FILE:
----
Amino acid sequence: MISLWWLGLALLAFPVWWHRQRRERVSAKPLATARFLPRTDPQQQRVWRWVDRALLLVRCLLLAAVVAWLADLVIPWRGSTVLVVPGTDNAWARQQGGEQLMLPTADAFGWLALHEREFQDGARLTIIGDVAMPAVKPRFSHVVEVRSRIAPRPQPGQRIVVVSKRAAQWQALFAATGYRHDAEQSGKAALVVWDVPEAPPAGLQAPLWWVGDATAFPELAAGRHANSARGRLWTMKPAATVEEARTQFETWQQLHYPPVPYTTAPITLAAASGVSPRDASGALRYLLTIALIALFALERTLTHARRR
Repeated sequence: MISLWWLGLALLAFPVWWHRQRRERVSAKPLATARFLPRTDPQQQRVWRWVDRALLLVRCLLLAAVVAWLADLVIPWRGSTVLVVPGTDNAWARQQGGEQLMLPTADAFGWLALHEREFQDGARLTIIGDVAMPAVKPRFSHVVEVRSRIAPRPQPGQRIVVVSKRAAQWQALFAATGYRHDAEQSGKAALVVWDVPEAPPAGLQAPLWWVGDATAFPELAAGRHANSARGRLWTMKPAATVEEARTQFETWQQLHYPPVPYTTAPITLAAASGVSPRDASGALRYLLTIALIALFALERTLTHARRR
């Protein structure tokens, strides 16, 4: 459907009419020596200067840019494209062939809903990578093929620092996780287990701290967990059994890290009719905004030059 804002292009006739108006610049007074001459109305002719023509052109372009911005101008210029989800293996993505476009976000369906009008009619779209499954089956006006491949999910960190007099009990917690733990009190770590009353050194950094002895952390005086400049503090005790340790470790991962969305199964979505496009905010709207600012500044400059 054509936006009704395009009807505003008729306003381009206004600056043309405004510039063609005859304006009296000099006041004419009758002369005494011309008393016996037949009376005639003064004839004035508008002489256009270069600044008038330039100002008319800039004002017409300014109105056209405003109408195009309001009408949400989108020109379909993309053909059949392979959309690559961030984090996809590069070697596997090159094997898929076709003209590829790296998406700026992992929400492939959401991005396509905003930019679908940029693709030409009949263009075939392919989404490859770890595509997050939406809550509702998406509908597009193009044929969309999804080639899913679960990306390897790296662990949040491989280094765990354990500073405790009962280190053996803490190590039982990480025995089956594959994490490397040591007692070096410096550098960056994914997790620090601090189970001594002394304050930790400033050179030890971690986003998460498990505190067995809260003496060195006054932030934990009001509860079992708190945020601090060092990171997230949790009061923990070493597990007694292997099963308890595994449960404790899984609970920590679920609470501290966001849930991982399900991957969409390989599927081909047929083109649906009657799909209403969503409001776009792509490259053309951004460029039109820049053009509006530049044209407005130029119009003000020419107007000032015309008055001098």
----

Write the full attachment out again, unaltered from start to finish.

Amino acid sequence: MISLWWLGLALLAFPVWWHRQRRERVSAKPLATARFLPRTDPQQQRVWRWVDRALLLVRCLLLAAVVAWLADLVIPWRGSTVLVVPGTDNAWARQQGGEQLMLPTADAFGWLALHEREFQDGARLTIIGDVAMPAVKPRFSHVVEVRSRIAPRPQPGQRIVVVSKRAAQWQALFAATGYRHDAEQSGKAALVVWDVPEAPPAGLQAPLWWVGDATAFPELAAGRHANSARGRLWTMKPAATVEEARTQFETWQQLHYPPVPYTTAPITLAAASGVSPRDASGALRYLLTIALIALFALERTLTHARRR
Repeated sequence: MISLWWLGLALLAFPVWWHRQRRERVSAKPLATARFLPRTDPQQQRVWRWVDRALLLVRCLLLAAVVAWLADLVIPWRGSTVLVVPGTDNAWARQQGGEQLMLPTADAFGWLALHEREFQDGARLTIIGDVAMPAVKPRFSHVVEVRSRIAPRPQPGQRIVVVSKRAAQWQALFAATGYRHDAEQSGKAALVVWDVPEAPPAGLQAPLWWVGDATAFPELAAGRHANSARGRLWTMKPAATVEEARTQFETWQQLHYPPVPYTTAPITLAAASGVSPRDASGALRYLLTIALIALFALERTLTHARRR
């Protein structure tokens, strides 16, 4: 459907009419020596200067840019494209062939809903990578093929620092996780287990701290967990059994890290009719905004030059 804002292009006739108006610049007074001459109305002719023509052109372009911005101008210029989800293996993505476009976000369906009008009619779209499954089956006006491949999910960190007099009990917690733990009190770590009353050194950094002895952390005086400049503090005790340790470790991962969305199964979505496009905010709207600012500044400059 054509936006009704395009009807505003008729306003381009206004600056043309405004510039063609005859304006009296000099006041004419009758002369005494011309008393016996037949009376005639003064004839004035508008002489256009270069600044008038330039100002008319800039004002017409300014109105056209405003109408195009309001009408949400989108020109379909993309053909059949392979959309690559961030984090996809590069070697596997090159094997898929076709003209590829790296998406700026992992929400492939959401991005396509905003930019679908940029693709030409009949263009075939392919989404490859770890595509997050939406809550509702998406509908597009193009044929969309999804080639899913679960990306390897790296662990949040491989280094765990354990500073405790009962280190053996803490190590039982990480025995089956594959994490490397040591007692070096410096550098960056994914997790620090601090189970001594002394304050930790400033050179030890971690986003998460498990505190067995809260003496060195006054932030934990009001509860079992708190945020601090060092990171997230949790009061923990070493597990007694292997099963308890595994449960404790899984609970920590679920609470501290966001849930991982399900991957969409390989599927081909047929083109649906009657799909209403969503409001776009792509490259053309951004460029039109820049053009509006530049044209407005130029119009003000020419107007000032015309008055001098």